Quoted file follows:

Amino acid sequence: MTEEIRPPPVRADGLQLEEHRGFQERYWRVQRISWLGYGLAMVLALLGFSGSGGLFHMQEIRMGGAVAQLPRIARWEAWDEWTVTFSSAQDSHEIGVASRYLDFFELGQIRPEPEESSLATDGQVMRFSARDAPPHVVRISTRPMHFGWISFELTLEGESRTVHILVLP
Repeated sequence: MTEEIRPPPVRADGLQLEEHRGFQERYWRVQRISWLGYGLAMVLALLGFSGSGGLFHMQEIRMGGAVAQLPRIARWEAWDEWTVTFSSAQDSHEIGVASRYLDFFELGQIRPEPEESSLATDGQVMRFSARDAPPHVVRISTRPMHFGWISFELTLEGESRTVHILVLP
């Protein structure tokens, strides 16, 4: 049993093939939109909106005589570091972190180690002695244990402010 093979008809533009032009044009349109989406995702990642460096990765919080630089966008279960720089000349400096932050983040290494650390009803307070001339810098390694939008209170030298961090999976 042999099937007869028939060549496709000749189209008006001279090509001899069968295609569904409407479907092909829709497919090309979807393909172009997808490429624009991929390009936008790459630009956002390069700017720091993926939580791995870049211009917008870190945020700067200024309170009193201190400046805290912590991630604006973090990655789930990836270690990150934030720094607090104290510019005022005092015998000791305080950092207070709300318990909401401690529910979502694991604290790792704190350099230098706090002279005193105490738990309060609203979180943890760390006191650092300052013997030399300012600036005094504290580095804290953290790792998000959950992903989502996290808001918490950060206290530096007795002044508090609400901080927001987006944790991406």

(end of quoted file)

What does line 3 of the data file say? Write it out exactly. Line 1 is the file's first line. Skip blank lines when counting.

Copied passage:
């Protein structure tokens, strides 16, 4: 049993093939939109909106005589570091972190180690002695244990402010 093979008809533009032009044009349109989406995702990642460096990765919080630089966008279960720089000349400096932050983040290494650390009803307070001339810098390694939008209170030298961090999976 042999099937007869028939060549496709000749189209008006001279090509001899069968295609569904409407479907092909829709497919090309979807393909172009997808490429624009991929390009936008790459630009956002390069700017720091993926939580791995870049211009917008870190945020700067200024309170009193201190400046805290912590991630604006973090990655789930990836270690990150934030720094607090104290510019005022005092015998000791305080950092207070709300318990909401401690529910979502694991604290790792704190350099230098706090002279005193105490738990309060609203979180943890760390006191650092300052013997030399300012600036005094504290580095804290953290790792998000959950992903989502996290808001918490950060206290530096007795002044508090609400901080927001987006944790991406």